I just can't do without it. I can go without food and water if I must. I can go without caffeine if I have to, but just let me have a decent amount of sleep.
Our child, who has autism, did not sleep, like literally sleep, for his first 2 years. So, naturally, neither did my husband or me. I have to say that is also a period of time when my husband had 3 car accidents.
Luckily, we get more sleep now, but I often wonder about the quality of sleep. I think after you have a child, you never sleep with both eyes completely shut all the way ever again—it's just that mama thing.
It's no secret that children with autism don't sleep well. I have a dear friend whose daughter also has autism. She and I go out for dinner occasionally and compare horror stories (as we call them). She told me of how her daughter would stay up until 3 a.m., wide-awake, dancing in her tutu. I had to know what her secret was. How in the heck was she was able to stay up with her daughter until 3 a.m.? I felt better when she told me that she would nap after her daughter went to school.
Sadly, I must be at my job and the only thing lately that seems to be helping me survive is that one and only extra-large cup of coffee. My patients have even started offering me coffee as soon as they see me.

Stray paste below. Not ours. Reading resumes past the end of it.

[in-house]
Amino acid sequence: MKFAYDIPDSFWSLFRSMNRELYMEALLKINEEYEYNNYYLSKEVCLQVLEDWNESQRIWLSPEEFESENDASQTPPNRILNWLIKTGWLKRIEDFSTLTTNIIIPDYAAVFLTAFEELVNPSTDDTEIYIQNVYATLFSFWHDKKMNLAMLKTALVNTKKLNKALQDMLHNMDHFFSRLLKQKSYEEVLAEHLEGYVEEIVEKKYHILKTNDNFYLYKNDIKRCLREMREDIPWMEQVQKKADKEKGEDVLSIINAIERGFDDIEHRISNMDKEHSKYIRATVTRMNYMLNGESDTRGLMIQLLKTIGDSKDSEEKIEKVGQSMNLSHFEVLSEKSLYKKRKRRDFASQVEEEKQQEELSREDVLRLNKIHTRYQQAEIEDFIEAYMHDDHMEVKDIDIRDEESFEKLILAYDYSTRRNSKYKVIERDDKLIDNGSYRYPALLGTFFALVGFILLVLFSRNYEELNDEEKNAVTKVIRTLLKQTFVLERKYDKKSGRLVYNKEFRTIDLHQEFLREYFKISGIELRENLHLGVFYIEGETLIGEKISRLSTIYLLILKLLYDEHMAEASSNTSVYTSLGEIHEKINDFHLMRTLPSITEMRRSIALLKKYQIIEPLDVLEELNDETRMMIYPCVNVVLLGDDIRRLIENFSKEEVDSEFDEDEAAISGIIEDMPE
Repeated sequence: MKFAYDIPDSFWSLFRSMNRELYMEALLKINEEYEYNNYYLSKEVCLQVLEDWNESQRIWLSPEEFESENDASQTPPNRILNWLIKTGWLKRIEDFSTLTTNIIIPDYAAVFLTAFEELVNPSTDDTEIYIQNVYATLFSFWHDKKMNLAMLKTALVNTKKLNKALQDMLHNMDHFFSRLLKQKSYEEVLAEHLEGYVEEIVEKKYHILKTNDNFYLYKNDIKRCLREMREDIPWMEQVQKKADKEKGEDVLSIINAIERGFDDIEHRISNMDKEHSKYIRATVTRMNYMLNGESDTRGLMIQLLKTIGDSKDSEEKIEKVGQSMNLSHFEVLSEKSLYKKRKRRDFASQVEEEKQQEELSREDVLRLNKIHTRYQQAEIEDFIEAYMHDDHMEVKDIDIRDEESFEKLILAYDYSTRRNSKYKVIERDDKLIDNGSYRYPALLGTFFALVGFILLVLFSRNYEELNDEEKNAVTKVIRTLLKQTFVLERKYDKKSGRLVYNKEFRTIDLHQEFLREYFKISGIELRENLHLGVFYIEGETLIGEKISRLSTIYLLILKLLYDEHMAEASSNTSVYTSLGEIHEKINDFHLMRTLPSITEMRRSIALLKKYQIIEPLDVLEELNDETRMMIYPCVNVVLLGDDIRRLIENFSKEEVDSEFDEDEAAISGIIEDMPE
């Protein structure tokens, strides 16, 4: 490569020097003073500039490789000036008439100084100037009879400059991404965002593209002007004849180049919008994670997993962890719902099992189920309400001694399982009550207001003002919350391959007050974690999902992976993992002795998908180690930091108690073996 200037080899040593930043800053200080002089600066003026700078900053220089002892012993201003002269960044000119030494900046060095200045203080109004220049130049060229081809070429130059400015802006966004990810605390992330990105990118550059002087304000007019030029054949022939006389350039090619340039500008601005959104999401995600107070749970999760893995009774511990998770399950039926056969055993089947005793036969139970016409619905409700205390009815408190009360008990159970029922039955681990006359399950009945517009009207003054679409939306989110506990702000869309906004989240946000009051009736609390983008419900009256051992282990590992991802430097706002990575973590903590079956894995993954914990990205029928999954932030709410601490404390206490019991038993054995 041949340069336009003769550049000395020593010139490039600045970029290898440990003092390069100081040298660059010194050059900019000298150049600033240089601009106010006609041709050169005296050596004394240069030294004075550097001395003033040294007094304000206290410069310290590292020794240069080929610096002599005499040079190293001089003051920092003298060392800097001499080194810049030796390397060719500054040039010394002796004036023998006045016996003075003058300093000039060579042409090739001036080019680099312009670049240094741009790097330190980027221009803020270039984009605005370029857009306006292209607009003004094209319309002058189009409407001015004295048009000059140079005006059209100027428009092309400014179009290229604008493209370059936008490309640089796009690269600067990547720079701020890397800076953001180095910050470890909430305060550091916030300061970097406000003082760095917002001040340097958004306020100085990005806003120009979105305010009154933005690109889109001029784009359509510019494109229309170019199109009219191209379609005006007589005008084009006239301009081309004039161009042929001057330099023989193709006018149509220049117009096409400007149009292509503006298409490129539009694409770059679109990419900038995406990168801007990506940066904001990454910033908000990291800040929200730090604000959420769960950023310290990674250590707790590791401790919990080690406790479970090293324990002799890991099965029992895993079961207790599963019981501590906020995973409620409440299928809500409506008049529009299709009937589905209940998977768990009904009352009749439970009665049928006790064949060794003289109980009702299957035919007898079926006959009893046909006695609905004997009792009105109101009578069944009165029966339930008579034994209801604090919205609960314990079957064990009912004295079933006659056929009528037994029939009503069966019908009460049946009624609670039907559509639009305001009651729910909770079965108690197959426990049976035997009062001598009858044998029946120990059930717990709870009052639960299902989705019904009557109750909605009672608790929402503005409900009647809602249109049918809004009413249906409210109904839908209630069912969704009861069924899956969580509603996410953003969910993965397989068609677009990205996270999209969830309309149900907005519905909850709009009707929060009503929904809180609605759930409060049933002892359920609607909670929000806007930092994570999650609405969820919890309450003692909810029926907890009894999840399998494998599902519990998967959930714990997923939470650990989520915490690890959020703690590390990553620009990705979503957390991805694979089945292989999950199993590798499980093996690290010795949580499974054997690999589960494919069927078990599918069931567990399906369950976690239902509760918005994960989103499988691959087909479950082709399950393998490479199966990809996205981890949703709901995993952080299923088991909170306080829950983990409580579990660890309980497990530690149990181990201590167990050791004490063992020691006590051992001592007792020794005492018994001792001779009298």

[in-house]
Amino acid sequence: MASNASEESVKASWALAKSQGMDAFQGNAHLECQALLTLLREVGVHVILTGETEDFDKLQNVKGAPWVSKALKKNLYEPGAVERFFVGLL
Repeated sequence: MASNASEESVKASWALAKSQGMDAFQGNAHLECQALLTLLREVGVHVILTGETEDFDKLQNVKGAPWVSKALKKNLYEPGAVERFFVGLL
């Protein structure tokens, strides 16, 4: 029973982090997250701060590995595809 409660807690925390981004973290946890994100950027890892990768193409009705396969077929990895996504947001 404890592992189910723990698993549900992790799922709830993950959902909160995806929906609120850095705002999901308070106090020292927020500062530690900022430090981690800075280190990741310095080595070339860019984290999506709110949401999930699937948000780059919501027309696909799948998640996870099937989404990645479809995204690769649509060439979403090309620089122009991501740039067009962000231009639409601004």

Our son is good at going to bed at a decent time but it's the noises in the middle of the night that wake him up. Then, everyone starts playing musical beds. He goes to his brother’s bed first, then mom or dad try putting him back to his bed and maybe try to lie down with him. Then we sneak out to get back to our bed. He’ll come to our bed. Then he starts snoring, so I go to his bed to try to get some sleep. And then (what seems like minutes) after my head touches the pillow, the alarm goes off and it's time to wake up.
Yep. Little sleep equals lots of coffee and everyone wondering who ended up in whose bed in the morning. I love my family and I love my coffee. I just hope that this is one of those phases that will pass.
Check the Self-Care section in Family Support.
As parents, the work of assuring our child feels safe, secure, and valued at home, school, and in the community is challenging and full of risks. In Sandra Kaufmann’s book, she shares relatable ordeals and hard decisions their family had to make for their daughter with disabilities.
Categories: Family Support
I have learned that not everyone is capable of providing emotional support to parents of children with disabilities. There is limited help available with the day-to-day struggles associated with managing time, appointments, and responsibilities.
Categories: Family Support